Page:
# Why Do Some U.S. Bills Have a Star at the End of the Serial Number?

By: HowStuffWorks.com Contributors  |

­All modern United States currency contains either a 10- or 11-digit serial number in order to make each bill unique. Ten-digit serial numbers were on all bills until the "new style" came out in 1996. Those bills (and all produced since then) have an 11-digit serial. The serial number consists of the following:

• The first letter, only found on the new-style bills, represents the series of the bill. The series indicates the year in which the design of the bill was approved for production. This begins with A, and moves through the alphabet each time a new series is needed (for example, each time there is a new secretary of the treasury, the bill design changes because the secretary's signature is on all currency). You can also find the series of the bill printed directly to the bottom-right of the portrait.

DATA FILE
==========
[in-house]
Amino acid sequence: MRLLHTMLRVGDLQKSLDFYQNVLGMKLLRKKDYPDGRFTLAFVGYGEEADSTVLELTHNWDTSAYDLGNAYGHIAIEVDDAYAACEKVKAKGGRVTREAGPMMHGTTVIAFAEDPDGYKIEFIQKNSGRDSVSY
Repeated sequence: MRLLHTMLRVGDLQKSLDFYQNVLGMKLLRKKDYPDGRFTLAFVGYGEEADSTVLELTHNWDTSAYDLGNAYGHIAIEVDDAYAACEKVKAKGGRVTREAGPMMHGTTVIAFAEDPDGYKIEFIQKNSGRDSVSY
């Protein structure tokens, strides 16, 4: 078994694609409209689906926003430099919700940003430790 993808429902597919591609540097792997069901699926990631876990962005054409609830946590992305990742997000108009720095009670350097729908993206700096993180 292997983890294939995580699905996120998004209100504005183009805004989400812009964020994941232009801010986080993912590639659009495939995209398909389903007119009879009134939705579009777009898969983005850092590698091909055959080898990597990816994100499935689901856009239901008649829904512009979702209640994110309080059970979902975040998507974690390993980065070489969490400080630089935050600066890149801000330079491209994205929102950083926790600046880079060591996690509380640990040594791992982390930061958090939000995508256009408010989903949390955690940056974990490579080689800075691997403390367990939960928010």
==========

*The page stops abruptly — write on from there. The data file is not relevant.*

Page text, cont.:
• The second letter (or first, if you're looking at an old-style bill) represents the district of the Federal Reserve Bank that your bill was issued from. As there are 12 Federal Reserve Banks, this letter can range from A to L, with A representing Boston and L representing San Francisco.
• The eight numerical digits that follow represent a unique ID number. This number increases sequentially as each bill is printed. Using these digits alone, there would be a possible 99,999,999 bills issued per bank.
• The final letter is used to raise the number of possible bills beyond 99,999,999. Altogether, there are a possible 2,499,999,975 serial numbers for each bank.

On occasion, a bill shows up that has a small star in place of the final letter in the serial, and many early issues carried the star in front of the serial number.